Environmental Benefits of Natural Gas Vehicles
Energy security, fuel diversity, reduced emissions, and lower long-term costs are reasons why encouraging greater use of natural gas as a transportation fuel is a smart choice for fleets and consumers. The U.S. is the world’s top producer of natural gas and given this abundance, it will soon be a net exporter, helping other countries increase their energy security. It makes sense to build on the many benefits that this domestic resource provides by expanding its use in transportation. The transportation sector is heavily reliant on petroleum fuels and with respect to heavy duty applications, there are few viable alternatives to power fleets other than natural gas.
Natural gas facts with regard to emissions include:
Natural gas reduces tailpipe carbon dioxide (CO2) emissions relative to gasoline and diesel fuel by 26 – 27%, respectively, simply because it is less carbon intensive than gasoline and diesel. Natural gas consists mostly of methane (CH4) with a chemical makeup that is 4:1 hydrogen to carbon (gasoline has 8 carbon atoms and diesel has 16).
On a well-to-wheels basis (WTW), natural gas reduces overall GHG emissions by 11 to 17% compared to diesel or gasoline (see below).
Today’s natural gas engines emit significantly less particulate matter and nitrogen oxides (NOx) than engines produced just a few years ago. New low-NOx natural gas engines reduce ozone-forming NOx emissions 90% lower than the current EPA standard.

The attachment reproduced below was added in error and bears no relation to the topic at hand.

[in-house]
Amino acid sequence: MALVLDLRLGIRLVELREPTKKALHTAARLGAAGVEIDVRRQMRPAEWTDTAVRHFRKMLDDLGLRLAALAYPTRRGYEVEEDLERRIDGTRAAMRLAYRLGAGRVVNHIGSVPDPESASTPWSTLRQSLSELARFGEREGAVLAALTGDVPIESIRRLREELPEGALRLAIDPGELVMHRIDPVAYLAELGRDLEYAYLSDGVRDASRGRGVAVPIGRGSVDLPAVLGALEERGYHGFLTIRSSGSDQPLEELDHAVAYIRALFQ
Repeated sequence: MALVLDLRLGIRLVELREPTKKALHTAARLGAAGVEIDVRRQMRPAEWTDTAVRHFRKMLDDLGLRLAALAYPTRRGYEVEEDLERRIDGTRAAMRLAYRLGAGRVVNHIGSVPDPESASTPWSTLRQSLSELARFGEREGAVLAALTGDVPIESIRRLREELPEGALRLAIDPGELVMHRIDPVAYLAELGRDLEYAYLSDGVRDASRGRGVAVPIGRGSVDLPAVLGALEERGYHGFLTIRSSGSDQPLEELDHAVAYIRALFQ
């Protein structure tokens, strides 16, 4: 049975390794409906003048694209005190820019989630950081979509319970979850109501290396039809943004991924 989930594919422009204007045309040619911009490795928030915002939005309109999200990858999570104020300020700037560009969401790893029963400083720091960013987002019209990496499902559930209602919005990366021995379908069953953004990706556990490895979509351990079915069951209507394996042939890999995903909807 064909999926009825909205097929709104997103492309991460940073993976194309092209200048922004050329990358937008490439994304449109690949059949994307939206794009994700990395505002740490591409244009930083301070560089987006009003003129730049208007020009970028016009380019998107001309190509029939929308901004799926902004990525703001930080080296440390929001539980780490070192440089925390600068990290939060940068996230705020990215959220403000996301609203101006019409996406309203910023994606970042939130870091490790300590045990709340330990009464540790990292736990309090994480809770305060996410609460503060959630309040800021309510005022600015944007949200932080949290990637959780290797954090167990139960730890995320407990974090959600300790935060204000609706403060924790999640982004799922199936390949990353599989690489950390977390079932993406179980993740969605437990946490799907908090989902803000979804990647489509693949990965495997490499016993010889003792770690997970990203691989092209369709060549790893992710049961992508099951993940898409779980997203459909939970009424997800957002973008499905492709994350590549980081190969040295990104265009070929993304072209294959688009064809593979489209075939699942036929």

Renewable natural gas (RNG) is increasingly being used by fleets who wish to reduce their emissions even further. RNG is produced by landfills, waste-water treatment facilities, and through animal and crop waste systems. RNG is classified by the EPA as an advanced biofuel and a cellulosic biofuel under the Renewable Fuel Standard. RNG can reduce WTW GHG emissions by as much as 80 – 115% depending on the source compared to petroleum fuels.
Well-to-wheels comparisons of emissions related to natural gas versus gasoline and diesel vehicles can produce varying results given a variety of complex factors, including assumptions concerning upstream methane emissions and fuel efficiency of the particular vehicles being considered. WTW analysis indicates that NGVs, when fueled with conventional compressed natural gas, provide a 17% reduction in greenhouse gases compared to diesel fueled vehicles (assumes 25 GWP factor for methane, 100-year time-frame, 7% fuel economy penalty for natural gas).
Recent studies and analysis suggest that additional reductions from the natural gas system can be cost effectively implemented and that much of the emissions that is occurring is the result of super emitters or outlier sources. EPA has a number of new regulatory requirements that will also further reduce upstream natural gas emissions.